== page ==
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Anyone else regret not choosing local school?

(17 Posts)
Cantmakedecisions Thu 09-Oct-08 14:59:40

Sorry-this is a rather pathetic, self indulgent email nut I am feeling SO stupid and ashamed that I need to flip my thoughts positively. Help!

We moved to a lovely town last year just a few months before having to make the shool applicaton for DS (pfb, by theway!)
I agonised over the decision despite the fact that there is school which I can practically see from the house! This is because it's the only one in the town which has suffered a bad repuatuon in the past but it is now consiered to be fairly good and has improved dramatically.

To cut a long story short, we chose to send him to a larger school 0.9 mile away which has always had a pretty good reputation and produces good reults but obviously requires that I often drive. We do walk on some days but at 4 my son struggles to do it twwice a day. Since then I have a had a dd (now 11weeks) and am finding the whole car business a but stressful. I know completely that I only have myself to blame for this but I feel SO guilty for not supporting my local school, that many children in the area go to the local school and completely stupid for making life more complicated than it needs to be! I've got a constant sick feelig in my stomache about it as there's no way i could justify moving him to the local school to ease my conscience. I know I made the worng decision but need to move forward now-help!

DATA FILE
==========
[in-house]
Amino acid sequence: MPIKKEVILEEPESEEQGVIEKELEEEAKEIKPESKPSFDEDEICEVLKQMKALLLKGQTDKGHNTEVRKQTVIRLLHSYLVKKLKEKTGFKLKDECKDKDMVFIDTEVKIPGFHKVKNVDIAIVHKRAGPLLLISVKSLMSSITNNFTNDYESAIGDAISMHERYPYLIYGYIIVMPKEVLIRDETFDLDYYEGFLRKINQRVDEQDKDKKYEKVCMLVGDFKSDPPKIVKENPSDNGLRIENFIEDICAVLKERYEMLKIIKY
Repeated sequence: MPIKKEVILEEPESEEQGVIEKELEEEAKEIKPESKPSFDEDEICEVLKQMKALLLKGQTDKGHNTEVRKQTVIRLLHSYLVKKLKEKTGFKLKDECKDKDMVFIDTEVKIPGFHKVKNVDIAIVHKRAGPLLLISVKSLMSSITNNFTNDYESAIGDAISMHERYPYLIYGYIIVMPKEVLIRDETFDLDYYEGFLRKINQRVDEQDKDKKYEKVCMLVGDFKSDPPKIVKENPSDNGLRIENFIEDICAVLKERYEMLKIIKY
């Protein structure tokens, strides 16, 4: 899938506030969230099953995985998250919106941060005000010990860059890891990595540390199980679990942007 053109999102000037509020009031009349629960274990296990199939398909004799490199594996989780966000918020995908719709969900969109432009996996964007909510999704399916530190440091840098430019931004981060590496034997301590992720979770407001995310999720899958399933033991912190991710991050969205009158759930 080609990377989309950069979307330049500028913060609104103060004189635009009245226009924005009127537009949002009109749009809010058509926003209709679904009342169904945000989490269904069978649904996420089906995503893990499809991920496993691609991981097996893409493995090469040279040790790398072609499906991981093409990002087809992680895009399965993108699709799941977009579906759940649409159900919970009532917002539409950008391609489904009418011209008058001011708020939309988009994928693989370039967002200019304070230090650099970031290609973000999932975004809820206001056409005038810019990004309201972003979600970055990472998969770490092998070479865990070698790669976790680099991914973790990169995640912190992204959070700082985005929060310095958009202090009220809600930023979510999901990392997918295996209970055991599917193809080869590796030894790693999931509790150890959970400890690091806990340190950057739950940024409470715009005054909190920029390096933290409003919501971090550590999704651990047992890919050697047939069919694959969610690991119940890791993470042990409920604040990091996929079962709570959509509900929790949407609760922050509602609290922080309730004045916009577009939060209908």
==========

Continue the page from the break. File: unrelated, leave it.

Has anyone else regretted their choice of school?

My son is very happy school, by the way!

monkeymonkeymonkey Thu 09-Oct-08 15:03:07

If you think that the other school is OK then why not move him? Obviously that would be a big upheaval for him, but on the other hand you are looking at commiting yourself, him, and your daughter to the journey for the next ?12 years (by the time your DD finishes primary).

If you think that you made the wrong choice then the fact that it would ease your conscience to change it is no reason not to do it, IMO.

hauntinghippoami Thu 09-Oct-08 16:53:40

If you can move him, then do smile

My friend moved her ds half-way through reception after the Christmas break, as a place at her preferred school had come up.
She told her ds that X school is finished now and you are moving on to Y school.
Her ds had been at pre-school for a year before moving to reception so was familiar with the whole 'one type of school is finishing now and you need to move on' concept.
Yes theoretically she fibbed, but he was 4.5 and it made the whole idea of moving on completely normal for him. Particularly as my friend was completely matter of fact about it.